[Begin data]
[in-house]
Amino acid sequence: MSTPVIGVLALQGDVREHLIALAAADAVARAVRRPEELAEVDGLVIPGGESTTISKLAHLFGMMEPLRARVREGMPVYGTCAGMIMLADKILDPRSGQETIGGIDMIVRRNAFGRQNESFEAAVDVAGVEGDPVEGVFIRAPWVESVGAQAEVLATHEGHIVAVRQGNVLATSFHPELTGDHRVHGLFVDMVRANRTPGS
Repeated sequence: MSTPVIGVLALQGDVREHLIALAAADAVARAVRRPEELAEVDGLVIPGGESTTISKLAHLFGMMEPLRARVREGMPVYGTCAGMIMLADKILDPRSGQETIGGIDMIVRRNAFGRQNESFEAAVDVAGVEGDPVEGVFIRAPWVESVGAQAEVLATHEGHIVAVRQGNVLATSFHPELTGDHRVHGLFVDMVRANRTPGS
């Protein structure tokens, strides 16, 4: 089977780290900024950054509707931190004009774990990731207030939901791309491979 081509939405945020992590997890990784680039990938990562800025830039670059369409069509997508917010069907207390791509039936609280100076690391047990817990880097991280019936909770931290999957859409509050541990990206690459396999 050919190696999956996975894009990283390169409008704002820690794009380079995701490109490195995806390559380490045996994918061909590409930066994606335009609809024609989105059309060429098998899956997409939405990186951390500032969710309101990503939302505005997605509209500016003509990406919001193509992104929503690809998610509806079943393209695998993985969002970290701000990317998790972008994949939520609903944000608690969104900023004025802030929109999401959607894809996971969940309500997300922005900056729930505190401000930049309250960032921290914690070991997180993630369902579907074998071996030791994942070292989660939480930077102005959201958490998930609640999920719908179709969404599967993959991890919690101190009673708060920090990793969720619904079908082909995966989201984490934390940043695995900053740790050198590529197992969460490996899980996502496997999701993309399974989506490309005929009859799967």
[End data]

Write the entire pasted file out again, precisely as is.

[in-house]
Amino acid sequence: MSTPVIGVLALQGDVREHLIALAAADAVARAVRRPEELAEVDGLVIPGGESTTISKLAHLFGMMEPLRARVREGMPVYGTCAGMIMLADKILDPRSGQETIGGIDMIVRRNAFGRQNESFEAAVDVAGVEGDPVEGVFIRAPWVESVGAQAEVLATHEGHIVAVRQGNVLATSFHPELTGDHRVHGLFVDMVRANRTPGS
Repeated sequence: MSTPVIGVLALQGDVREHLIALAAADAVARAVRRPEELAEVDGLVIPGGESTTISKLAHLFGMMEPLRARVREGMPVYGTCAGMIMLADKILDPRSGQETIGGIDMIVRRNAFGRQNESFEAAVDVAGVEGDPVEGVFIRAPWVESVGAQAEVLATHEGHIVAVRQGNVLATSFHPELTGDHRVHGLFVDMVRANRTPGS
């Protein structure tokens, strides 16, 4: 089977780290900024950054509707931190004009774990990731207030939901791309491979 081509939405945020992590997890990784680039990938990562800025830039670059369409069509997508917010069907207390791509039936609280100076690391047990817990880097991280019936909770931290999957859409509050541990990206690459396999 050919190696999956996975894009990283390169409008704002820690794009380079995701490109490195995806390559380490045996994918061909590409930066994606335009609809024609989105059309060429098998899956997409939405990186951390500032969710309101990503939302505005997605509209500016003509990406919001193509992104929503690809998610509806079943393209695998993985969002970290701000990317998790972008994949939520609903944000608690969104900023004025802030929109999401959607894809996971969940309500997300922005900056729930505190401000930049309250960032921290914690070991997180993630369902579907074998071996030791994942070292989660939480930077102005959201958490998930609640999920719908179709969404599967993959991890919690101190009673708060920090990793969720619904079908082909995966989201984490934390940043695995900053740790050198590529197992969460490996899980996502496997999701993309399974989506490309005929009859799967």